November 5, 2014
We've been off-trail now for six weeks. One of those weeks we went to visit my parents in Nova Scotia.
In our five weeks at home I've been orchestrating our household routines, re-establishing old rhythms and establishing new ones.
As the kids take on more cooking and food prep duties I'm down to being responsible for two snacks, two lunches and two suppers a week. As kitchen manager I oversee the show, write the shopping lists, and make sure the cupboards are stocked, the almond milk is made and the beans are cooked but my work in this domain is waning. And as it wanes my inspiration and enthusiasm for cooking has increased. Can I hear an Amen!?
With the help of a local doctor friend I've started a run/walk routine and my foot is doing well. I can exercise without pain and as far as I know I'm healed but I'm still taking it slow. The nearby beach in on my daily route.
I'm reading tons. I have more books on the go and have worked into my schedule more time for reading than I've had in years. Books, my first love, have replaced the Internet as my source of escape and inspiration. Memoirs, mysteries, fantasies, non-fiction. I adore these piles on the nightstand and a full Overdrive bookshelf on my iPad.
I'm working on my shawl, with a goal to complete it by the end of winter. Winters are long in Quebec, I think I might just pull it off.
My guitar is out, I downloaded a tuner app, and I've started making music again, singing for all I'm worth. I've found new-to-me francophone folk musicians on Spotify, have listened to more ABBA in three weeks than I have in the last 15 years combined, and in the rest of my listening hours I have soaked myself in Steve Bell.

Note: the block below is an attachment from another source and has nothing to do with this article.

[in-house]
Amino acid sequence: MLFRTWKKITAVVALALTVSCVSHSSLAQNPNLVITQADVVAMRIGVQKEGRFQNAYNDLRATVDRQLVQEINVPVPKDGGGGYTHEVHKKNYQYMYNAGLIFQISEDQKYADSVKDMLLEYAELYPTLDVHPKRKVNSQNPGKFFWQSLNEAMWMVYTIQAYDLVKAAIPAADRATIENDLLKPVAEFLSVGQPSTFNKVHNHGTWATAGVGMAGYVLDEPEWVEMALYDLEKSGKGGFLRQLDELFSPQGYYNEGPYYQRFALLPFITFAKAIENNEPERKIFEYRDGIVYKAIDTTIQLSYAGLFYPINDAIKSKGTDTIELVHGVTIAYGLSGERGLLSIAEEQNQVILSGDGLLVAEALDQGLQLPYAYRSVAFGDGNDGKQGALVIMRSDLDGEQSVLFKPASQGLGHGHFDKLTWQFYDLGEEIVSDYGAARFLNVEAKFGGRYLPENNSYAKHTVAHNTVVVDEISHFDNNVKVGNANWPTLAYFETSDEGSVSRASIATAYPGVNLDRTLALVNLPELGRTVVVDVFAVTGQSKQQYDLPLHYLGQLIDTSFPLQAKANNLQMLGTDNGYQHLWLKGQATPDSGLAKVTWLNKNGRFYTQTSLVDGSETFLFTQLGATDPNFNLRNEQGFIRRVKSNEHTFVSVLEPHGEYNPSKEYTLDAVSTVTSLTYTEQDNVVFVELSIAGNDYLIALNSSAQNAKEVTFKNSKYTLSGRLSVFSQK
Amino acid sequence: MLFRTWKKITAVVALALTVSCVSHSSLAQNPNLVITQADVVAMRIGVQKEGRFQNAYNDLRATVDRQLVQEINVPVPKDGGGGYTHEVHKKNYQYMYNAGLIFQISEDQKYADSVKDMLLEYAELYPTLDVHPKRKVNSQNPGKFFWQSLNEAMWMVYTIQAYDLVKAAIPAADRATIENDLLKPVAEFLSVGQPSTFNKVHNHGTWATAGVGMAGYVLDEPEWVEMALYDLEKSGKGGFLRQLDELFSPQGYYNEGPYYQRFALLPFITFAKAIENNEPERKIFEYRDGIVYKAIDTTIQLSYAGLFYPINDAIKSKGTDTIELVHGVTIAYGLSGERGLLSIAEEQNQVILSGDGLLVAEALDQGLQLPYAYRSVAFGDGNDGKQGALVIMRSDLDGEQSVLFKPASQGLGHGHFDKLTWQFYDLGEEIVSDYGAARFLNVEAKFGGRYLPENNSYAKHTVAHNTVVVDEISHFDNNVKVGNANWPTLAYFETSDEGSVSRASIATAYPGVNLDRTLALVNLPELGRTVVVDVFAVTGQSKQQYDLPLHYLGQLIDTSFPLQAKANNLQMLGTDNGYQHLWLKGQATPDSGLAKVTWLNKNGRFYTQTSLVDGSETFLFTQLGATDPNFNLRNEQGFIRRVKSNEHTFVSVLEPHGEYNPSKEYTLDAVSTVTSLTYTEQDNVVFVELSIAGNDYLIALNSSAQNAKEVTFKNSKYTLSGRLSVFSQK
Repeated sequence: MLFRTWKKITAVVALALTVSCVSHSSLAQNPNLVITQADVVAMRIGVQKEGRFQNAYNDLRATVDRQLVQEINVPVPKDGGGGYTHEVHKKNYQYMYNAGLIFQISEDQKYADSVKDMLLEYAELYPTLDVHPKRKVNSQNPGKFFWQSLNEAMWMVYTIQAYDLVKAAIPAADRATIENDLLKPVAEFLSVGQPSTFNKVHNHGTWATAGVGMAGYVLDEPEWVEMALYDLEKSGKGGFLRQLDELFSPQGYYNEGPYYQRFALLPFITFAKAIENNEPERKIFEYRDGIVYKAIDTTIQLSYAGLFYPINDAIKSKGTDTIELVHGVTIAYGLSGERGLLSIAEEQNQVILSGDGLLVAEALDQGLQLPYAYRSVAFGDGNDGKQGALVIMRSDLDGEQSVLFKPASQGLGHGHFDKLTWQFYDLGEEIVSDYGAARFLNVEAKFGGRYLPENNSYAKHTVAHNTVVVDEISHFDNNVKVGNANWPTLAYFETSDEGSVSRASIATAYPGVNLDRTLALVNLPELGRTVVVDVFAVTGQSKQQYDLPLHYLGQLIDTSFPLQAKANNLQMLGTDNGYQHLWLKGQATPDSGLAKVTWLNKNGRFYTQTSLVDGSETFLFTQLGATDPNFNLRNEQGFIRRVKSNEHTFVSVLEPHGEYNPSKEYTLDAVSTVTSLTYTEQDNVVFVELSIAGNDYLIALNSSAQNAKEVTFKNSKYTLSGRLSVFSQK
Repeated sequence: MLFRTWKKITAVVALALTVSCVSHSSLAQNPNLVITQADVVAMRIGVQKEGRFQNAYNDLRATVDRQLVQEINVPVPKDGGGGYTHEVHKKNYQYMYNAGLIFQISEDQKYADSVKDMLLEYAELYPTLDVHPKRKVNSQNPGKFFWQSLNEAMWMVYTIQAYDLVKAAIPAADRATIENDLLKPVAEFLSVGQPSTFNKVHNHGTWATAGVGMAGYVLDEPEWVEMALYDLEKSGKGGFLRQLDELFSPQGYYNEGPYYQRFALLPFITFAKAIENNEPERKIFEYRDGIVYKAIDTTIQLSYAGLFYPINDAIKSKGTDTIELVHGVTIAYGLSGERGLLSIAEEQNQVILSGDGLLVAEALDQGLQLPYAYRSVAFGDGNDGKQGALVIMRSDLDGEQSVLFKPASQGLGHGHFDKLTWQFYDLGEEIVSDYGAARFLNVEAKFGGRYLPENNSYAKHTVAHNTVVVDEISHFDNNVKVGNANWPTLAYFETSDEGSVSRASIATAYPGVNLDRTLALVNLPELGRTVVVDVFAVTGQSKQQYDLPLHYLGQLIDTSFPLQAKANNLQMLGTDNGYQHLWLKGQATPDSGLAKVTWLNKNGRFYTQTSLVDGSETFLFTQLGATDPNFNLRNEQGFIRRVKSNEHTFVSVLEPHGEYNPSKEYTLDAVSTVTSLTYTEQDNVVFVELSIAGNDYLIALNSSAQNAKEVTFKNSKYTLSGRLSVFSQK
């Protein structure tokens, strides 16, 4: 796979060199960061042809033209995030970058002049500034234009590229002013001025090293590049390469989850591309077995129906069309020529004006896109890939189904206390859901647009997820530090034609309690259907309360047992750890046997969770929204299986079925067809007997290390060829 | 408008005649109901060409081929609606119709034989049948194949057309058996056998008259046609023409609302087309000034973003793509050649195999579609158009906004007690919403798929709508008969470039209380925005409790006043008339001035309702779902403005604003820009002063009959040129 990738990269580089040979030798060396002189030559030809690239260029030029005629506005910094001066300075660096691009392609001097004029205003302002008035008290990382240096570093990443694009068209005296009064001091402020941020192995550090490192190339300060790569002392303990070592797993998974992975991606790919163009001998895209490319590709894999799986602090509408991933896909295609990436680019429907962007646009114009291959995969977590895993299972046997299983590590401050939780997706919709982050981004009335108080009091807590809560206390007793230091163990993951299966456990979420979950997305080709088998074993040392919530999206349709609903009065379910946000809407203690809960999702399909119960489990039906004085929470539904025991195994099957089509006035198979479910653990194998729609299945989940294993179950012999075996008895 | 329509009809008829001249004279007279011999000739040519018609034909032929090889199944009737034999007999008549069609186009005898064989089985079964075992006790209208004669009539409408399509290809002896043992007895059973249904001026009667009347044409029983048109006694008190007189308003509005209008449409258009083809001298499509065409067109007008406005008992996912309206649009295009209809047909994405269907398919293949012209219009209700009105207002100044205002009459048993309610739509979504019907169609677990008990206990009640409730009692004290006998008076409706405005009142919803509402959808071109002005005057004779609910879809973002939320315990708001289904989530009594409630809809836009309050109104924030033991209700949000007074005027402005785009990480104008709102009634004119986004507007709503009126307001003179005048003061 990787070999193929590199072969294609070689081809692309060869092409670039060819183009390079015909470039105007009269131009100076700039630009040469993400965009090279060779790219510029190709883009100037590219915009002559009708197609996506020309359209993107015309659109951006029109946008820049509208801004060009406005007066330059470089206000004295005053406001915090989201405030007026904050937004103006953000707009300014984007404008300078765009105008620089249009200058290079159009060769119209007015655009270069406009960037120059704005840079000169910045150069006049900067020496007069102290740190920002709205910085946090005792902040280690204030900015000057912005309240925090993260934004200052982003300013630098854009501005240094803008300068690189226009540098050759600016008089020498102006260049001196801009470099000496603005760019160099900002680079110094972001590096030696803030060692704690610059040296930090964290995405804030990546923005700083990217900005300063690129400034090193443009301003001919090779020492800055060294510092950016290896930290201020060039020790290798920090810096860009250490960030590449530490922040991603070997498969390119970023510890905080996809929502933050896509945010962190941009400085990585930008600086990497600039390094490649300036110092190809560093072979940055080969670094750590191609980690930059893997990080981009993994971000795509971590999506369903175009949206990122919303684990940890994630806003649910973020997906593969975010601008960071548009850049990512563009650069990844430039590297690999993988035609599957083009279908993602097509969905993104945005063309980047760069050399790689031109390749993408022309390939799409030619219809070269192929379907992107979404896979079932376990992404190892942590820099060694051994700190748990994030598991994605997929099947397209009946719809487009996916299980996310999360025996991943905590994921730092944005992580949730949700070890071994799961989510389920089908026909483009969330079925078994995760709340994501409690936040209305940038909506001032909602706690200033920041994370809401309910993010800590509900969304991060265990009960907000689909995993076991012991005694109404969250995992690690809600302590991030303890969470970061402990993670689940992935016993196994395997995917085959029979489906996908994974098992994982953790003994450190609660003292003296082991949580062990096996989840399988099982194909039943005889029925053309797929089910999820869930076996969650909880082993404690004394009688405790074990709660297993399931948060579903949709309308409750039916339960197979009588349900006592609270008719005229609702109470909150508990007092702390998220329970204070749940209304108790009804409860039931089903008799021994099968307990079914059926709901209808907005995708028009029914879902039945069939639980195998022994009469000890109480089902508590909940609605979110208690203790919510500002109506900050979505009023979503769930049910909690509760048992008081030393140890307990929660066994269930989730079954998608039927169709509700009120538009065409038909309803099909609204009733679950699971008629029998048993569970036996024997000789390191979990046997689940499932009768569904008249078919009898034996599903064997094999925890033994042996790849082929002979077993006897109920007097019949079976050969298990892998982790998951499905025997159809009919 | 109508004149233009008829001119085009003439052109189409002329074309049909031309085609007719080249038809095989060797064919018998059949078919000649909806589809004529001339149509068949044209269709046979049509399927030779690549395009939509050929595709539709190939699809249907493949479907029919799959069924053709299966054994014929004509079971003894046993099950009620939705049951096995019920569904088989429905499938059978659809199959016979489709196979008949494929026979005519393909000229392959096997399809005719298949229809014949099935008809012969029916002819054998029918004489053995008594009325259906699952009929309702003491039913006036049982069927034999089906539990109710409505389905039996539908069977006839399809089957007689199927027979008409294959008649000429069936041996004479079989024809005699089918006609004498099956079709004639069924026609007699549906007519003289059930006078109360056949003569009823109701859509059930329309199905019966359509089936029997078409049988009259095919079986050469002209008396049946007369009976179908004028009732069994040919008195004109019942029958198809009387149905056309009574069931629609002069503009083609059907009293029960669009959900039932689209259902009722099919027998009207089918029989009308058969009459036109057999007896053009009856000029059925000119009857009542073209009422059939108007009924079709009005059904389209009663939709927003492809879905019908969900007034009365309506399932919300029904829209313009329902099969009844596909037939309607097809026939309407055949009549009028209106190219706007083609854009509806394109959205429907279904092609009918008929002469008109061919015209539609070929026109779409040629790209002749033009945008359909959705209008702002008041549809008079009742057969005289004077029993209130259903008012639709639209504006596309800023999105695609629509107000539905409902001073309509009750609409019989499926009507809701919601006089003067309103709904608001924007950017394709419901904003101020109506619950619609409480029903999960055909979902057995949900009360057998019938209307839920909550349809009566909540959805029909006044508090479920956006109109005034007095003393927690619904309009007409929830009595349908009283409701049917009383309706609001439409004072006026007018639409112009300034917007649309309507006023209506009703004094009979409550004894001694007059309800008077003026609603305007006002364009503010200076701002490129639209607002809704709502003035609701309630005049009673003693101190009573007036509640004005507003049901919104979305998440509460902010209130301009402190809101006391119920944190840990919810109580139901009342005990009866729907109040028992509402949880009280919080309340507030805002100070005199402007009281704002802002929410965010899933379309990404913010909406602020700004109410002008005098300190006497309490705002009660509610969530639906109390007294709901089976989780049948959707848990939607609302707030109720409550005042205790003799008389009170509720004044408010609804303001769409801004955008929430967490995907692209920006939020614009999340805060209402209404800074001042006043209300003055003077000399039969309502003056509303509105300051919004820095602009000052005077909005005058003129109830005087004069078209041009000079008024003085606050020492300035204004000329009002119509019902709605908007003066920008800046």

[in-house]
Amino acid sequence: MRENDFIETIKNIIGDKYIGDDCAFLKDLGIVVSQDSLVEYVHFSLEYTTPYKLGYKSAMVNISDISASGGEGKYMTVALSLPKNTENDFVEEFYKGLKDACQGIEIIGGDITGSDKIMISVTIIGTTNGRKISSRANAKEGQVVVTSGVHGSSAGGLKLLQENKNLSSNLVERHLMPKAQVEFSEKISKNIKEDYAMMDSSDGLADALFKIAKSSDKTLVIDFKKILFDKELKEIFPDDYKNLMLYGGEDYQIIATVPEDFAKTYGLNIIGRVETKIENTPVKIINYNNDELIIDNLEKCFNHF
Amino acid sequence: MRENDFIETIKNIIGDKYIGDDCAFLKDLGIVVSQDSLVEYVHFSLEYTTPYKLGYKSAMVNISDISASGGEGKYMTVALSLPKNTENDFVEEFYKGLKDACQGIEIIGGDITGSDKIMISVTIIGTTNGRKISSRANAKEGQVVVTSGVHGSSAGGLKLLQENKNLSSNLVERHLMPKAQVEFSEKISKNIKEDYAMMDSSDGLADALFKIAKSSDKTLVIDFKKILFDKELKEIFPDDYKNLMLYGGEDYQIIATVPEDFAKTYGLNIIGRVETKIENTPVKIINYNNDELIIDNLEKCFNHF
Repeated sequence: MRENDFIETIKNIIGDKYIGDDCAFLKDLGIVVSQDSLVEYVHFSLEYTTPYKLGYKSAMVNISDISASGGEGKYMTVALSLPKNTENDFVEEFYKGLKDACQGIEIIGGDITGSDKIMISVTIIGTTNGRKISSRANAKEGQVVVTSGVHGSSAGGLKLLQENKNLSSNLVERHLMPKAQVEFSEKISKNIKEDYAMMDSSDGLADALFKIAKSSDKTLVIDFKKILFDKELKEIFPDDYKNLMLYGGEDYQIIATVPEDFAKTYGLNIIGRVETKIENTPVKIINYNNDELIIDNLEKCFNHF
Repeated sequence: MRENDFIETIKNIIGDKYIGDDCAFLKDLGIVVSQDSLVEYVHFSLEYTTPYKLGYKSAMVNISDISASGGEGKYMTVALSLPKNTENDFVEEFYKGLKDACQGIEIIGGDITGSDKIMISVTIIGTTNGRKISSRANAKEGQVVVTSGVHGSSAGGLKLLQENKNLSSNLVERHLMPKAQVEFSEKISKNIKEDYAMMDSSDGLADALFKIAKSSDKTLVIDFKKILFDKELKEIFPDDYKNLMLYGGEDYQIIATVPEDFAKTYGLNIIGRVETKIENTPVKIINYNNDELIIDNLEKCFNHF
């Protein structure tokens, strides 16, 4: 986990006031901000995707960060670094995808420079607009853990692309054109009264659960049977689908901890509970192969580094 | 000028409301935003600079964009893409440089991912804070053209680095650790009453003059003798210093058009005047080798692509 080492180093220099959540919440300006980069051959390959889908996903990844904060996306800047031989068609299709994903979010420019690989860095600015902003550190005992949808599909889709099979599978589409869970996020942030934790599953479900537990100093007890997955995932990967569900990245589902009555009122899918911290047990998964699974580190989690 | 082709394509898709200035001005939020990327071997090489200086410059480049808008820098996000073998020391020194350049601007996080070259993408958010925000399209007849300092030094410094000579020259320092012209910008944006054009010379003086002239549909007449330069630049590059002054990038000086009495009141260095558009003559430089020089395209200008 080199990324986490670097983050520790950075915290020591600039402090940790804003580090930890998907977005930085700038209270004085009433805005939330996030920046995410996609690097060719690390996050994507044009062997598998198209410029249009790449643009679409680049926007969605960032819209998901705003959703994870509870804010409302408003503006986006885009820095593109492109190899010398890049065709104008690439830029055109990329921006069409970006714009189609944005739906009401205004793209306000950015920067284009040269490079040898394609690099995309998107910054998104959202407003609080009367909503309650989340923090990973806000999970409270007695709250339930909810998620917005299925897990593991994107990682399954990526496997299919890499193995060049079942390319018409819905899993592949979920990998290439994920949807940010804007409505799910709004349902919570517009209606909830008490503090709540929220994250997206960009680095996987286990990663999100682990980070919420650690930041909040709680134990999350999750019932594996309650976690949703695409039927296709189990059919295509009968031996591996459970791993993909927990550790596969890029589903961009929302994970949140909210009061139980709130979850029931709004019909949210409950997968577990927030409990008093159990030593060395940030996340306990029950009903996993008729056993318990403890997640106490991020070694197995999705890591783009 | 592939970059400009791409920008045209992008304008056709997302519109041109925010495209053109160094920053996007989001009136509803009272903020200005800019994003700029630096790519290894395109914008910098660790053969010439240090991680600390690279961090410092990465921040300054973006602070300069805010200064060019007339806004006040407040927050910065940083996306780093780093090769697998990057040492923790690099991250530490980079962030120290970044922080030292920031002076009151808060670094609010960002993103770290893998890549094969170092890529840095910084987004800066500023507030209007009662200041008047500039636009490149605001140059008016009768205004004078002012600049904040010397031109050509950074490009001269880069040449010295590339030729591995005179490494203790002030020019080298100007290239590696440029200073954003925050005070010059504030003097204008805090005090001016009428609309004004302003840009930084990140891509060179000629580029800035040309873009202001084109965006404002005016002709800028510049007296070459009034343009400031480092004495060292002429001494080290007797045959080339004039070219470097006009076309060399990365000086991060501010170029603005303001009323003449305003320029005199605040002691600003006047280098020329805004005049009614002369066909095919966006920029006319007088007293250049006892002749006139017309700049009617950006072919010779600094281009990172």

We started going to church. I've been making an effort to re-connect with local and not-so-local friends.
The kids have returned to their studies. Celine has a job. Out of necessity we hit the ground running with homeschool and I've had to build our curriculum as we go. I prefer to plan then execute but there was no time for that so I'm constructing the pieces as we go.
I'm studying French again, in earnest. So are the kids. We are fostering two adorable kittens which we found (rather, they found us) on the road to the beach.
Early-to-bed, early-to-rise, I find immense comfort in the punctuation of my days. The anchoring of The Morning Office and Evening Compline, the sound of surf on my afternoon walk. Morning coffee, post-lunch reading, afternoon tea. Routines that give definition, structure, and regular breaks to my industry.